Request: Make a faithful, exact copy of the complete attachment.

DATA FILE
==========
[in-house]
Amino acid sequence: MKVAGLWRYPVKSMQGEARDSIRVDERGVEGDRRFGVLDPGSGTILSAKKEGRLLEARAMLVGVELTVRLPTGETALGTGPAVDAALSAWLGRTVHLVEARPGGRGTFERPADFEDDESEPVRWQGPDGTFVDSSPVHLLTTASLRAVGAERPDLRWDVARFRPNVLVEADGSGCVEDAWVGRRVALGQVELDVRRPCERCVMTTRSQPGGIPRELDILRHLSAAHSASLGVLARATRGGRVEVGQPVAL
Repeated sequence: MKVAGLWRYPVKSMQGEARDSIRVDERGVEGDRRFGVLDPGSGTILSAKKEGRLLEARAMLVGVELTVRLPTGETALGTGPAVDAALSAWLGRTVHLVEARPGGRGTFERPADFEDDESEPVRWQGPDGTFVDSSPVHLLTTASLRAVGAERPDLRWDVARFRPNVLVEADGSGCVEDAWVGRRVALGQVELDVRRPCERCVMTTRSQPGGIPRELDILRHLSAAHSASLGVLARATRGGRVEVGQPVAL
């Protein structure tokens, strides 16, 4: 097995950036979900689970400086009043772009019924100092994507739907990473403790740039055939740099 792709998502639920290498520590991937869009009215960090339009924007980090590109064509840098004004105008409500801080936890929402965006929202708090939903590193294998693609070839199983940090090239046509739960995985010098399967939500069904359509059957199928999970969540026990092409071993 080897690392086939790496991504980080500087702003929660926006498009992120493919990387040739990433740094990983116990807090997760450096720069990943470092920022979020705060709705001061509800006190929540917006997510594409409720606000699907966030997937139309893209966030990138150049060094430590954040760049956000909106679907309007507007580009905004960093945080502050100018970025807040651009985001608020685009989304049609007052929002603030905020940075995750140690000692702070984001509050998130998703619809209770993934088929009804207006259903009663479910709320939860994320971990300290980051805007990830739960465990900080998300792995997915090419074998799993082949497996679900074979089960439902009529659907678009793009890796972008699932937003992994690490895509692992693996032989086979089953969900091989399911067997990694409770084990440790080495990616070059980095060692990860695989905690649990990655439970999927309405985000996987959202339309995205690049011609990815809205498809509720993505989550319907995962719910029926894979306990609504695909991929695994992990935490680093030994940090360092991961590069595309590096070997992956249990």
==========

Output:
[in-house]
Amino acid sequence: MKVAGLWRYPVKSMQGEARDSIRVDERGVEGDRRFGVLDPGSGTILSAKKEGRLLEARAMLVGVELTVRLPTGETALGTGPAVDAALSAWLGRTVHLVEARPGGRGTFERPADFEDDESEPVRWQGPDGTFVDSSPVHLLTTASLRAVGAERPDLRWDVARFRPNVLVEADGSGCVEDAWVGRRVALGQVELDVRRPCERCVMTTRSQPGGIPRELDILRHLSAAHSASLGVLARATRGGRVEVGQPVAL
Repeated sequence: MKVAGLWRYPVKSMQGEARDSIRVDERGVEGDRRFGVLDPGSGTILSAKKEGRLLEARAMLVGVELTVRLPTGETALGTGPAVDAALSAWLGRTVHLVEARPGGRGTFERPADFEDDESEPVRWQGPDGTFVDSSPVHLLTTASLRAVGAERPDLRWDVARFRPNVLVEADGSGCVEDAWVGRRVALGQVELDVRRPCERCVMTTRSQPGGIPRELDILRHLSAAHSASLGVLARATRGGRVEVGQPVAL
């Protein structure tokens, strides 16, 4: 097995950036979900689970400086009043772009019924100092994507739907990473403790740039055939740099 792709998502639920290498520590991937869009009215960090339009924007980090590109064509840098004004105008409500801080936890929402965006929202708090939903590193294998693609070839199983940090090239046509739960995985010098399967939500069904359509059957199928999970969540026990092409071993 080897690392086939790496991504980080500087702003929660926006498009992120493919990387040739990433740094990983116990807090997760450096720069990943470092920022979020705060709705001061509800006190929540917006997510594409409720606000699907966030997937139309893209966030990138150049060094430590954040760049956000909106679907309007507007580009905004960093945080502050100018970025807040651009985001608020685009989304049609007052929002603030905020940075995750140690000692702070984001509050998130998703619809209770993934088929009804207006259903009663479910709320939860994320971990300290980051805007990830739960465990900080998300792995997915090419074998799993082949497996679900074979089960439902009529659907678009793009890796972008699932937003992994690490895509692992693996032989086979089953969900091989399911067997990694409770084990440790080495990616070059980095060692990860695989905690649990990655439970999927309405985000996987959202339309995205690049011609990815809205498809509720993505989550319907995962719910029926894979306990609504695909991929695994992990935490680093030994940090360092991961590069595309590096070997992956249990």